year trend analysis of commissary operations and the
Inmate Welfare Fund
• Observed and diagramed how inmate cash moves through
the jails and the Fiscal Unit
• Received all inmate transaction data from the inmate
accounting system from July 2010 through May 2011,
verified the data’s reliability and conducted tests on the
data
• Conducted an assessment of inmate cash handling controls
• Analyzed reconciliations of the inmate trust fund to the
bank and SAP
• Reviewed alternative cash receipt and disbursement
systems of other jurisdictions
• Monitored Sheriff’s Office efforts to improve cash
handling practices and law libraries
Our audit did not examine all aspects of Inmate Welfare Funds.
Specifically, the Department of Criminal Justice’s Welfare
Funds was not included in our scope. We also did not examine
Corrections Health activities except for its access to inmate
accounting system functions and how often inmate accounts
were archived. We only obtained a preliminary understanding of
commissary operations, inmate volunteer services and Chaplain
services.
We conducted this performance audit in accordance with generally
accepted government auditing standards. Those standards require
that we plan and perform the audit to obtain sufficient, appropriate
evidence to provide a reasonable basis for our findings and
conclusions based on our audit objectives. We believe that the
evidence obtained provides a reasonable basis for our findings and
conclusions based on our audit objectives.
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Multnomah County Auditor

Page 30

Managing Inmate Funds

Responses to Audit

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Multnomah County Auditor

Page 32

Managing Inmate Funds

Appendix

Page 33

Multnomah County Auditor

Page 34

Inmate Release

Sacramento County,
California

Pima Coounty, Arizona

Marion County, Oregon

King County, Washington

Page 35

Oregon Department of
Corrections

Bail

EZCard kiosk, Internet and phone deposits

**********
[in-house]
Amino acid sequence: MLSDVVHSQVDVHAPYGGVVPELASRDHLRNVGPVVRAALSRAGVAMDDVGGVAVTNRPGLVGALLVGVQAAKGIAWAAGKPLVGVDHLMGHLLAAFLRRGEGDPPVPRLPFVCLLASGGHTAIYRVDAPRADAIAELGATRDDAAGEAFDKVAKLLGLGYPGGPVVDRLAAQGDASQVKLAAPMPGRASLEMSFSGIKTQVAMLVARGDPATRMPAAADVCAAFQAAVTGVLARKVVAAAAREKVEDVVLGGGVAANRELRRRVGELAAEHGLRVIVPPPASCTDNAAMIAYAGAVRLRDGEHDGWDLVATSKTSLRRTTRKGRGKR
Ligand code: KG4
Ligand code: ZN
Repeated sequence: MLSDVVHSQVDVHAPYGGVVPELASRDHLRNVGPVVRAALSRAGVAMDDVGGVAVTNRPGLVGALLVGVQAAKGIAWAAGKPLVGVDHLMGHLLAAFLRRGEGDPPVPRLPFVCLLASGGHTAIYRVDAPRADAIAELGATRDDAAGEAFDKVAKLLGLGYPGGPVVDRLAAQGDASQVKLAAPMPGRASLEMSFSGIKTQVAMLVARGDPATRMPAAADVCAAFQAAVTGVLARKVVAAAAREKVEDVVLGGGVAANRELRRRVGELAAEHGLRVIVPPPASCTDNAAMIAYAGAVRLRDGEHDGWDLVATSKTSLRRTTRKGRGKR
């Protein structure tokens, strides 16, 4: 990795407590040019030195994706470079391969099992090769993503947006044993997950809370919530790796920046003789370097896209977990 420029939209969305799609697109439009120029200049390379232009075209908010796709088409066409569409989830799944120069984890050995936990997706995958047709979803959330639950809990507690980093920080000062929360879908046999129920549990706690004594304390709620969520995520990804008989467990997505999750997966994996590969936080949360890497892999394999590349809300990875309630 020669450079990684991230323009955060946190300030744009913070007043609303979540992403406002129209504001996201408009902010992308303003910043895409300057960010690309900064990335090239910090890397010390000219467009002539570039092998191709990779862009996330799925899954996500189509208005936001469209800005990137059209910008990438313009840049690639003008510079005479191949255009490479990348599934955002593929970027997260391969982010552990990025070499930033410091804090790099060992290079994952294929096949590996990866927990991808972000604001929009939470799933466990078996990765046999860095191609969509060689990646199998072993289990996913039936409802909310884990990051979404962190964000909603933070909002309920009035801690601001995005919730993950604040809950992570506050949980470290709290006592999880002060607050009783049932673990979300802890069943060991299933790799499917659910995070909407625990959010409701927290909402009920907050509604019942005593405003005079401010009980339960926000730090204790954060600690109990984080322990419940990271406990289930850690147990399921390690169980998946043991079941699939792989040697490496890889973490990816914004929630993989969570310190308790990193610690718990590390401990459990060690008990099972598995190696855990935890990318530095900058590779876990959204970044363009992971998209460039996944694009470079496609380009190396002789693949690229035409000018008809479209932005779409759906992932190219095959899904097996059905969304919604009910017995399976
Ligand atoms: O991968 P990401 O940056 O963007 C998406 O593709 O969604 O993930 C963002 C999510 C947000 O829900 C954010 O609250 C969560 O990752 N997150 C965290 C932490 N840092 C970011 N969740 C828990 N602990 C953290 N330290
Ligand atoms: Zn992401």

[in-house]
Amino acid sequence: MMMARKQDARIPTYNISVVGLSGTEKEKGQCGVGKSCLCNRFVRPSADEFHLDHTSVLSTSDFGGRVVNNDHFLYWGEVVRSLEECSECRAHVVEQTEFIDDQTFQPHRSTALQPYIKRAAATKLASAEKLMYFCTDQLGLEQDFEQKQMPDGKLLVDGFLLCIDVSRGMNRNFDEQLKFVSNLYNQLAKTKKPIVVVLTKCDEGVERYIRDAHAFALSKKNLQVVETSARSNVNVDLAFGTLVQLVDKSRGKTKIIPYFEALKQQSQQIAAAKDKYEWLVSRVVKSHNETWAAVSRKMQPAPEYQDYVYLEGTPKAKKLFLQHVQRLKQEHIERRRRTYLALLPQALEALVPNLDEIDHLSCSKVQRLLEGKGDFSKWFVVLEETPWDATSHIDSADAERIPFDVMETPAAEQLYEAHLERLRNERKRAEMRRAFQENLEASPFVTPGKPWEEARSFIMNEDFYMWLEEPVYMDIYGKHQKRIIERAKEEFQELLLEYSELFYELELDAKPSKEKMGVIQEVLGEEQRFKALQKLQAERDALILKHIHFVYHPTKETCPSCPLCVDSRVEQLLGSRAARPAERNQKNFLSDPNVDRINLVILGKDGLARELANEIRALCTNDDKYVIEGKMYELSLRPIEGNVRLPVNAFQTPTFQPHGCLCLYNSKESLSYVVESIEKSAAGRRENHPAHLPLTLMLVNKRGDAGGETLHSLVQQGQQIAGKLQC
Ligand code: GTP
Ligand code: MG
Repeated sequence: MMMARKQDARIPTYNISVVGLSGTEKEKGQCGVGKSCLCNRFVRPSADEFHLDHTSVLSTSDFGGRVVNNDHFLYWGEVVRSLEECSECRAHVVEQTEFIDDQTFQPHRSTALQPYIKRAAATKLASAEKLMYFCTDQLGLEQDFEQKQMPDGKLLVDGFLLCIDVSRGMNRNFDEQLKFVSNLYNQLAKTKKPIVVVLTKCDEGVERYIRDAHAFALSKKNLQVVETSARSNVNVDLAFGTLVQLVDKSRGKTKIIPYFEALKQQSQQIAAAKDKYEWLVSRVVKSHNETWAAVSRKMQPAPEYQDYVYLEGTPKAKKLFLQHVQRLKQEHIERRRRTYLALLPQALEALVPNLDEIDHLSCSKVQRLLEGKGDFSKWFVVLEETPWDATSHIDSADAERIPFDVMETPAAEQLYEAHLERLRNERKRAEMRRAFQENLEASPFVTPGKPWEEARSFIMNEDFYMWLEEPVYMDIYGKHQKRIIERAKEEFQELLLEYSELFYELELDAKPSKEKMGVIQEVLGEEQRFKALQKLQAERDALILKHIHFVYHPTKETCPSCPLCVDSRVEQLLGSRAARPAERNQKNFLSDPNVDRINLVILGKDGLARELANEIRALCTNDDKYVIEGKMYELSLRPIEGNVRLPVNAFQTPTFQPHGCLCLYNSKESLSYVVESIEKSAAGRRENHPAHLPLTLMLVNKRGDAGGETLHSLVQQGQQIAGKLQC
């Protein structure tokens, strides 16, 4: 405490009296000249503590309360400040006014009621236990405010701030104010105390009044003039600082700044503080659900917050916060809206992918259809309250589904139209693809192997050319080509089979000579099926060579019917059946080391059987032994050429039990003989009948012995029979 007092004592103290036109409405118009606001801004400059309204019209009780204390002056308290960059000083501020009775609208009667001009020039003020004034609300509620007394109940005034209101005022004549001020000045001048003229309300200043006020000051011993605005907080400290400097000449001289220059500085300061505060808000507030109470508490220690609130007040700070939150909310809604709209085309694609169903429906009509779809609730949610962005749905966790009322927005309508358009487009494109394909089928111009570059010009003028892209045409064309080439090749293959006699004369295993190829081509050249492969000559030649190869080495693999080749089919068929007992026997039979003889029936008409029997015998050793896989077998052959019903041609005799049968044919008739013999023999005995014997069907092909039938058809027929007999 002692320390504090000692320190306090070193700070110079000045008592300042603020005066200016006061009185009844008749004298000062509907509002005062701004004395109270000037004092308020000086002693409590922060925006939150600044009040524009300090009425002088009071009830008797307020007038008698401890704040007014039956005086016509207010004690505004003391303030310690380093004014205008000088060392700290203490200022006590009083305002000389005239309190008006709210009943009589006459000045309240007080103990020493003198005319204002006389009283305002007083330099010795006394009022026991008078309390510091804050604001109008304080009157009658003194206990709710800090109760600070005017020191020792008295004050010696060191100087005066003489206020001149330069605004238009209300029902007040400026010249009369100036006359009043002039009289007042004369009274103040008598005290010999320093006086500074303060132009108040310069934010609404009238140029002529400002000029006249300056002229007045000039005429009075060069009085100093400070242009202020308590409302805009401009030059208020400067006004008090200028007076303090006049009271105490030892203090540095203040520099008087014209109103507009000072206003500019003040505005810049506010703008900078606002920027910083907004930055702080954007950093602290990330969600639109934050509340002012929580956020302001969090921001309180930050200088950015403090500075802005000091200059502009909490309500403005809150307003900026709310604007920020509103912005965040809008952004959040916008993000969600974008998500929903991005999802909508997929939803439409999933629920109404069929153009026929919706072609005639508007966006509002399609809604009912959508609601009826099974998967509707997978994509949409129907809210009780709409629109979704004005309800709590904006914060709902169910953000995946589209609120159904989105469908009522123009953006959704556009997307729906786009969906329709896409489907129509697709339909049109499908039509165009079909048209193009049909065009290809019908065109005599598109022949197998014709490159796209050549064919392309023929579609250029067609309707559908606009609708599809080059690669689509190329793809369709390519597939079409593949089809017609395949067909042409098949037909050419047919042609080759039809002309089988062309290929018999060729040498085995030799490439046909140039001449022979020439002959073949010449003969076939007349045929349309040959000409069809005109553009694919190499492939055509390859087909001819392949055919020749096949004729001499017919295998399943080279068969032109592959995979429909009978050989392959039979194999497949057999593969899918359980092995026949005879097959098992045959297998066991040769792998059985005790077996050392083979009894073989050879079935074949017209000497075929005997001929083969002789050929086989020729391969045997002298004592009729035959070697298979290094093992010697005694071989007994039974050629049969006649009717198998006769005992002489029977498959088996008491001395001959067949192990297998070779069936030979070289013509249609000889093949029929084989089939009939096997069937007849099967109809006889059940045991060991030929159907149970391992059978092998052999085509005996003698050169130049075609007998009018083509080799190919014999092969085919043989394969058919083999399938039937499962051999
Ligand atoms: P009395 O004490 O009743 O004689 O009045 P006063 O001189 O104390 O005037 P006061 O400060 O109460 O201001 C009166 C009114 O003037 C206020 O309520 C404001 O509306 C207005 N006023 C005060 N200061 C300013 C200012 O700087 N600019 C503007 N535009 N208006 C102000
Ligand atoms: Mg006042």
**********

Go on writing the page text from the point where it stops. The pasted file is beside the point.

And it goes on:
accepted.

TouchPay lobby kiosk, Internet and phone
deposits accepted.

Lobby kiosk, Internet and phone deposits
No electronic options used at booking Check issued by TouchPay vendor
accepted.
EZCard lobby kiosk accepts cash, credit and
debit desposit. Internet and phone
EZCard electronic booking kiosk accepts EZ card release swipe card. No charge transactions accept credit or debit card
deposits. Also offers online inmate gift packs
cash
for first use.
Lobby cash machine accepts cash, credit or
debit deposits. Deposits accepted by Internet,
Combination of cash and checks issued phone and in-person at Western Union. Offers
No electronic options used at booking at release.
Aramark gift services for inmate commissary
Deposits accepted by Internet, phone using
JPay, Access Corrections and Western Union
Does not book inmates
Oregon Trail card issued at release.
and in-person at Western Union. Considering
Investigating bank debit card
lobby Kiosks.

TouchPay accepts deposits over
phone, Internet or kiosk.

Court accepts cash, credit and
debit cards. TouchPay, over
phone, Internet or kiosk.

Fees start at $2.95 for online deposit
less than $20. Increase as deposit
increases.

Not available

--

Use bailbondsmen

Internet transactions range from
EZCard kiosk accepts cash, credit
$4.99 for $20 deposit; $8.99 for $100 and debit card. Inmate can selfdeposit; 8% of amount for +$200
bail with a credit card.

Kiosk and Internet fees range from
$7 per cash transaction to $7 +3.5%
for credit/debit cards

Cashier accepts money orders;
deposits up to $300 accepted online, by phone or inperson kiosk.

Online fees start at 3.99 for $20
Cash, Western Union or EZCard
deposit up to $9.99 for $200 deposit. Kiosk

Kiosk and Internet fees range from
$7 per cash transaction to $7 +3.5%
for credit/debit cards

JailATM accepts Internet and phone deposits. $2.50 for each kiosk transaction (may Cash, credit and debit cards
Lobby kiosk also accepts cash and credit card be additional fees for credit card
accepted. A surcharge is added to
deposits.
use).
credit and debit card transactions.

Fees start at $3.95 for online deposit
Uses GovPay to accept bond
of $20. Increase as deposit
payment by Internet or phone.
increases.

Access Corrections accepts Internet and phone Fees start at $2.95 for on-line
Combination of cash and checks issued deposits. Lobby kiosk accepts cash and credit deposits and $3.95 for telephone
Currently researching booking machine at release.
cards.
deposits.

EZCard electronic booking kiosk accepts EZ card release swipe card. No charge
cash
for first use.

TouchPay debit card release

Researching booking options to
Columbia County, Oregon eliminate cash.

Davis County, Utah

Debit card release. No charge for first
use.

No electronic options used at booking

Fees for Electronic Deposits

No fee for cash or debit transactions
Recently switched vendors. Deposits accepted at kiosk. Internet fee is $8 for up to Jail kiosk accepts cash, credit and
at lobby kiosk and Internet.
debit card.
$150 deposit.

Deposits to Inmate Account

Check issued at business office during
business hours. Considering debit card
JPay accepts Internet and phone deposits.
at cost of $3 each.

TurnKey kiosk system will accept cash at
Check issued by TurnKey vendor
booking. Coins go into property bag

Booking

Chatham County, Georgia
Electronic booking kiosk accepts cash
(1600+ADP)

Boone County, Indiana

Benton County, Oregon

Jurisdictions

Examples Electronic Options Employed by Other Jurisdictions
Managing Inmate Funds

Multnomah County Auditor

Page 36